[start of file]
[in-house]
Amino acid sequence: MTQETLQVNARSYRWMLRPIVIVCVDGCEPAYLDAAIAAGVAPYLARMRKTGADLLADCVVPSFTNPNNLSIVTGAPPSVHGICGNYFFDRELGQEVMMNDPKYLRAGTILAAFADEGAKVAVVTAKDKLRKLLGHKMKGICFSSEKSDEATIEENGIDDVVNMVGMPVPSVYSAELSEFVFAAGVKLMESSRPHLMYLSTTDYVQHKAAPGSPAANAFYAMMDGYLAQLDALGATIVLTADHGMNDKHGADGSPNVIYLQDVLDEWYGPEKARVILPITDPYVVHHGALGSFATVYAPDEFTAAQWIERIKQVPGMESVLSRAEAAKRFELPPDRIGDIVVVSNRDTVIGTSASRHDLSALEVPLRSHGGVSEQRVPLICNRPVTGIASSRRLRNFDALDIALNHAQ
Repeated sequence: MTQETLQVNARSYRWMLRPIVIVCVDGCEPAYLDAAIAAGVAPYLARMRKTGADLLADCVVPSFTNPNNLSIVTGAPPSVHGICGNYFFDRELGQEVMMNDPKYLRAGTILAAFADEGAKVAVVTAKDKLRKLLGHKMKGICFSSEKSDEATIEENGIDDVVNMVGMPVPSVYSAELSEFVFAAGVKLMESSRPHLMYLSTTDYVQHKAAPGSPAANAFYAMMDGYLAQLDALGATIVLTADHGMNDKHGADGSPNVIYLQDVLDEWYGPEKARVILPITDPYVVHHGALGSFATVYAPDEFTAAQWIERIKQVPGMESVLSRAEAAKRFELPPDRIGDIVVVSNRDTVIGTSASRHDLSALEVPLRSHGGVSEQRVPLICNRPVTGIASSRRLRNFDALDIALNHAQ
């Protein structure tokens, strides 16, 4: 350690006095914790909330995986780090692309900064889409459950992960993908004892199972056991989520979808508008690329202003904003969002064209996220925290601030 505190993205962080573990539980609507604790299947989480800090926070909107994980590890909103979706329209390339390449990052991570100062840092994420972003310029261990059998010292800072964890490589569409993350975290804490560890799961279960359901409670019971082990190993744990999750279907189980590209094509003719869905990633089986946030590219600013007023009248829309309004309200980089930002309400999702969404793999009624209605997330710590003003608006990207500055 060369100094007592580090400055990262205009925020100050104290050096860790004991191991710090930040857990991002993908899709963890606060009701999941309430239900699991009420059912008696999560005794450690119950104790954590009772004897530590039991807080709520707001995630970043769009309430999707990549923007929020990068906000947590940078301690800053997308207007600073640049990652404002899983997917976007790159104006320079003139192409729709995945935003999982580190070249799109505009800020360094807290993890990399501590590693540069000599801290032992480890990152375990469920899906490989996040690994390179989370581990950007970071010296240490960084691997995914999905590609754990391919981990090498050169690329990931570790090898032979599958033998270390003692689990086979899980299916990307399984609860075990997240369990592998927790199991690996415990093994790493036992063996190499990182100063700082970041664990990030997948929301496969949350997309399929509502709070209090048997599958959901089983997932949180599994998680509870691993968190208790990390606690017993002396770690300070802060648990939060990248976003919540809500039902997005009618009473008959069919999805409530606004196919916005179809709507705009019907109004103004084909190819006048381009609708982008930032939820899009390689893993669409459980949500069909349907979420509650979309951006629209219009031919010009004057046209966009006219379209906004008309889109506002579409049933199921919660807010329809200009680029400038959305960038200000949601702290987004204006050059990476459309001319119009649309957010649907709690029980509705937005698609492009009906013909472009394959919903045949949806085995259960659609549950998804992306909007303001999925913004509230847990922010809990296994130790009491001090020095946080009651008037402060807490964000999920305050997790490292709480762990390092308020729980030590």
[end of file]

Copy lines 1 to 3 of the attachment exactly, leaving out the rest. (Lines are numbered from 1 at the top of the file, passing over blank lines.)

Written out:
[in-house]
Amino acid sequence: MTQETLQVNARSYRWMLRPIVIVCVDGCEPAYLDAAIAAGVAPYLARMRKTGADLLADCVVPSFTNPNNLSIVTGAPPSVHGICGNYFFDRELGQEVMMNDPKYLRAGTILAAFADEGAKVAVVTAKDKLRKLLGHKMKGICFSSEKSDEATIEENGIDDVVNMVGMPVPSVYSAELSEFVFAAGVKLMESSRPHLMYLSTTDYVQHKAAPGSPAANAFYAMMDGYLAQLDALGATIVLTADHGMNDKHGADGSPNVIYLQDVLDEWYGPEKARVILPITDPYVVHHGALGSFATVYAPDEFTAAQWIERIKQVPGMESVLSRAEAAKRFELPPDRIGDIVVVSNRDTVIGTSASRHDLSALEVPLRSHGGVSEQRVPLICNRPVTGIASSRRLRNFDALDIALNHAQ
Repeated sequence: MTQETLQVNARSYRWMLRPIVIVCVDGCEPAYLDAAIAAGVAPYLARMRKTGADLLADCVVPSFTNPNNLSIVTGAPPSVHGICGNYFFDRELGQEVMMNDPKYLRAGTILAAFADEGAKVAVVTAKDKLRKLLGHKMKGICFSSEKSDEATIEENGIDDVVNMVGMPVPSVYSAELSEFVFAAGVKLMESSRPHLMYLSTTDYVQHKAAPGSPAANAFYAMMDGYLAQLDALGATIVLTADHGMNDKHGADGSPNVIYLQDVLDEWYGPEKARVILPITDPYVVHHGALGSFATVYAPDEFTAAQWIERIKQVPGMESVLSRAEAAKRFELPPDRIGDIVVVSNRDTVIGTSASRHDLSALEVPLRSHGGVSEQRVPLICNRPVTGIASSRRLRNFDALDIALNHAQ